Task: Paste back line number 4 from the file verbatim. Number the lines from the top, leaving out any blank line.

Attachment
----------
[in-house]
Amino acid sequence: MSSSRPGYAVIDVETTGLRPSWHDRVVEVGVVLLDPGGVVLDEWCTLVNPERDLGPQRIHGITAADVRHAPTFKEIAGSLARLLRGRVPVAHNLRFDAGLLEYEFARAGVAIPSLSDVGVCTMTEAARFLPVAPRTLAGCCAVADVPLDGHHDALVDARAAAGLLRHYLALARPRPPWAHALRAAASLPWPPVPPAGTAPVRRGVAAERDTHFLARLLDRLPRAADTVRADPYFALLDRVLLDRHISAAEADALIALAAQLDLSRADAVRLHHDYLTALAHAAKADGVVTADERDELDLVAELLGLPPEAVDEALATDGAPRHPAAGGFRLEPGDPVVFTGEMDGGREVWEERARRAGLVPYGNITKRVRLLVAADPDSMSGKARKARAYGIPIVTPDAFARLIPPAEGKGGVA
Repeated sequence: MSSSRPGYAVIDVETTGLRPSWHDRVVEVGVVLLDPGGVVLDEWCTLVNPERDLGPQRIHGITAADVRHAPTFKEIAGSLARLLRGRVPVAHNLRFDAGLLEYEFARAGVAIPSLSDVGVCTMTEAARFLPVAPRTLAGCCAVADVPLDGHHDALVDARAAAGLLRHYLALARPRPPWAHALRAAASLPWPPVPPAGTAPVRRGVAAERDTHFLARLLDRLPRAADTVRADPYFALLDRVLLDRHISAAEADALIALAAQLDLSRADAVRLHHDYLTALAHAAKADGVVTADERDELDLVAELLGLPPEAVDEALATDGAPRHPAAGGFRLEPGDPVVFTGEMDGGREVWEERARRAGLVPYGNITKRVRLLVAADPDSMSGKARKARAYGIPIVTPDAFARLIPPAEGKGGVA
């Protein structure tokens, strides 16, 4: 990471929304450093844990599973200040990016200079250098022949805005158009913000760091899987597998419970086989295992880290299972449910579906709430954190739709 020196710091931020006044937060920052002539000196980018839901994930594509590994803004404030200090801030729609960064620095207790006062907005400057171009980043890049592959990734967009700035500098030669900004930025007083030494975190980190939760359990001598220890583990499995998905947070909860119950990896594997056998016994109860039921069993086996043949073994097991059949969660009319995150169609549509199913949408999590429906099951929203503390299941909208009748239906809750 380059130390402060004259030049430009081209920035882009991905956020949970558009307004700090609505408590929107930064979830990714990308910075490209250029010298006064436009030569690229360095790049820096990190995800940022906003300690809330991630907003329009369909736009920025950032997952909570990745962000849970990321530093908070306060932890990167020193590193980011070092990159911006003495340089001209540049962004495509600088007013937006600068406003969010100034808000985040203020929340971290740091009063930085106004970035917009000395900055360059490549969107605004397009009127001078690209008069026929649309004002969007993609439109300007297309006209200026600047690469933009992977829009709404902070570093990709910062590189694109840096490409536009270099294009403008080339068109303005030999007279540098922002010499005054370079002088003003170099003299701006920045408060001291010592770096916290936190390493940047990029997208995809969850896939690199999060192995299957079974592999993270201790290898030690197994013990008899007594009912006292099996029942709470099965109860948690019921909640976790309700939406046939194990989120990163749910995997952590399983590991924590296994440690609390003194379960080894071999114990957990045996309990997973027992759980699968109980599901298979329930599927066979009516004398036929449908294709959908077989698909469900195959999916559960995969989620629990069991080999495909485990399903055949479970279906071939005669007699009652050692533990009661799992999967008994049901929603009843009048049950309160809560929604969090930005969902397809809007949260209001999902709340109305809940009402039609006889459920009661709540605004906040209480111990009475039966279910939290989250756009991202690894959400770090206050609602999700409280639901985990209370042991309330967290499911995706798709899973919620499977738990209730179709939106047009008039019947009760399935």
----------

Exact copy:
């Protein structure tokens, strides 16, 4: 990471929304450093844990599973200040990016200079250098022949805005158009913000760091899987597998419970086989295992880290299972449910579906709430954190739709 020196710091931020006044937060920052002539000196980018839901994930594509590994803004404030200090801030729609960064620095207790006062907005400057171009980043890049592959990734967009700035500098030669900004930025007083030494975190980190939760359990001598220890583990499995998905947070909860119950990896594997056998016994109860039921069993086996043949073994097991059949969660009319995150169609549509199913949408999590429906099951929203503390299941909208009748239906809750 380059130390402060004259030049430009081209920035882009991905956020949970558009307004700090609505408590929107930064979830990714990308910075490209250029010298006064436009030569690229360095790049820096990190995800940022906003300690809330991630907003329009369909736009920025950032997952909570990745962000849970990321530093908070306060932890990167020193590193980011070092990159911006003495340089001209540049962004495509600088007013937006600068406003969010100034808000985040203020929340971290740091009063930085106004970035917009000395900055360059490549969107605004397009009127001078690209008069026929649309004002969007993609439109300007297309006209200026600047690469933009992977829009709404902070570093990709910062590189694109840096490409536009270099294009403008080339068109303005030999007279540098922002010499005054370079002088003003170099003299701006920045408060001291010592770096916290936190390493940047990029997208995809969850896939690199999060192995299957079974592999993270201790290898030690197994013990008899007594009912006292099996029942709470099965109860948690019921909640976790309700939406046939194990989120990163749910995997952590399983590991924590296994440690609390003194379960080894071999114990957990045996309990997973027992759980699968109980599901298979329930599927066979009516004398036929449908294709959908077989698909469900195959999916559960995969989620629990069991080999495909485990399903055949479970279906071939005669007699009652050692533990009661799992999967008994049901929603009843009048049950309160809560929604969090930005969902397809809007949260209001999902709340109305809940009402039609006889459920009661709540605004906040209480111990009475039966279910939290989250756009991202690894959400770090206050609602999700409280639901985990209370042991309330967290499911995706798709899973919620499977738990209730179709939106047009008039019947009760399935």